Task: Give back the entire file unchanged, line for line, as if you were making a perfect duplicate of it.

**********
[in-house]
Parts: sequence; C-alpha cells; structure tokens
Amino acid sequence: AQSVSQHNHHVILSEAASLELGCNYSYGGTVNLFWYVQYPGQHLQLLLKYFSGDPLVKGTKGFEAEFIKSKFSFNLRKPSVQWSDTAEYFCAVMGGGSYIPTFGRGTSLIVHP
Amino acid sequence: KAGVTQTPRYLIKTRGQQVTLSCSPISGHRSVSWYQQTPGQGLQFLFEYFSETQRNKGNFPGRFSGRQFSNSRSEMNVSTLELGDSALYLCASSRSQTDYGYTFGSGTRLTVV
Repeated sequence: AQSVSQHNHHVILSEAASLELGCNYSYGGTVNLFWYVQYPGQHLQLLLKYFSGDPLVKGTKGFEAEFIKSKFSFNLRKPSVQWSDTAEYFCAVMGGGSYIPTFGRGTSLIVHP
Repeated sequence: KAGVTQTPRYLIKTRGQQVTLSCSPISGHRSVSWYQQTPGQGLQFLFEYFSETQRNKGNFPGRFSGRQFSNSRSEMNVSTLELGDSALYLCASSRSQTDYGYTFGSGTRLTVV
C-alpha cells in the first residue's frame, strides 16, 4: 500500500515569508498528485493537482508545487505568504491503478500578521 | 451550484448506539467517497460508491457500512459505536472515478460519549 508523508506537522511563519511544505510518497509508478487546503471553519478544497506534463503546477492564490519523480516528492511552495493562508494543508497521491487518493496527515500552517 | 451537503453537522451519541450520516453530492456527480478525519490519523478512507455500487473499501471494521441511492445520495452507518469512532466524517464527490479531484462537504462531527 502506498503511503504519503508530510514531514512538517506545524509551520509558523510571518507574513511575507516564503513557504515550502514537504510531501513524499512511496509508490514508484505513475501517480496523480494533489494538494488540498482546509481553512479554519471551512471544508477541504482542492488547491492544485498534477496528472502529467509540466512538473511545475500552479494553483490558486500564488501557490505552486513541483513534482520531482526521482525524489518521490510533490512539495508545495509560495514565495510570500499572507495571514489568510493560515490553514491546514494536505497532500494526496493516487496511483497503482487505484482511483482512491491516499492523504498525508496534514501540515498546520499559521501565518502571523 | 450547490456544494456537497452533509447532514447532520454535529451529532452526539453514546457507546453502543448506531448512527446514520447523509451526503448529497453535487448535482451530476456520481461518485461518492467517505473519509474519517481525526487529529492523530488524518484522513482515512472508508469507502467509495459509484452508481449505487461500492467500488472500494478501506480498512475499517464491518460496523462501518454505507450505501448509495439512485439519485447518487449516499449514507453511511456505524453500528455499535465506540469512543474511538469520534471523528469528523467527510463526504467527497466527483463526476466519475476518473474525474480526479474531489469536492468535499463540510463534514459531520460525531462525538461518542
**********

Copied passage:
[in-house]
Parts: sequence; C-alpha cells; structure tokens
Amino acid sequence: AQSVSQHNHHVILSEAASLELGCNYSYGGTVNLFWYVQYPGQHLQLLLKYFSGDPLVKGTKGFEAEFIKSKFSFNLRKPSVQWSDTAEYFCAVMGGGSYIPTFGRGTSLIVHP
Amino acid sequence: KAGVTQTPRYLIKTRGQQVTLSCSPISGHRSVSWYQQTPGQGLQFLFEYFSETQRNKGNFPGRFSGRQFSNSRSEMNVSTLELGDSALYLCASSRSQTDYGYTFGSGTRLTVV
Repeated sequence: AQSVSQHNHHVILSEAASLELGCNYSYGGTVNLFWYVQYPGQHLQLLLKYFSGDPLVKGTKGFEAEFIKSKFSFNLRKPSVQWSDTAEYFCAVMGGGSYIPTFGRGTSLIVHP
Repeated sequence: KAGVTQTPRYLIKTRGQQVTLSCSPISGHRSVSWYQQTPGQGLQFLFEYFSETQRNKGNFPGRFSGRQFSNSRSEMNVSTLELGDSALYLCASSRSQTDYGYTFGSGTRLTVV
C-alpha cells in the first residue's frame, strides 16, 4: 500500500515569508498528485493537482508545487505568504491503478500578521 | 451550484448506539467517497460508491457500512459505536472515478460519549 508523508506537522511563519511544505510518497509508478487546503471553519478544497506534463503546477492564490519523480516528492511552495493562508494543508497521491487518493496527515500552517 | 451537503453537522451519541450520516453530492456527480478525519490519523478512507455500487473499501471494521441511492445520495452507518469512532466524517464527490479531484462537504462531527 502506498503511503504519503508530510514531514512538517506545524509551520509558523510571518507574513511575507516564503513557504515550502514537504510531501513524499512511496509508490514508484505513475501517480496523480494533489494538494488540498482546509481553512479554519471551512471544508477541504482542492488547491492544485498534477496528472502529467509540466512538473511545475500552479494553483490558486500564488501557490505552486513541483513534482520531482526521482525524489518521490510533490512539495508545495509560495514565495510570500499572507495571514489568510493560515490553514491546514494536505497532500494526496493516487496511483497503482487505484482511483482512491491516499492523504498525508496534514501540515498546520499559521501565518502571523 | 450547490456544494456537497452533509447532514447532520454535529451529532452526539453514546457507546453502543448506531448512527446514520447523509451526503448529497453535487448535482451530476456520481461518485461518492467517505473519509474519517481525526487529529492523530488524518484522513482515512472508508469507502467509495459509484452508481449505487461500492467500488472500494478501506480498512475499517464491518460496523462501518454505507450505501448509495439512485439519485447518487449516499449514507453511511456505524453500528455499535465506540469512543474511538469520534471523528469528523467527510463526504467527497466527483463526476466519475476518473474525474480526479474531489469536492468535499463540510463534514459531520460525531462525538461518542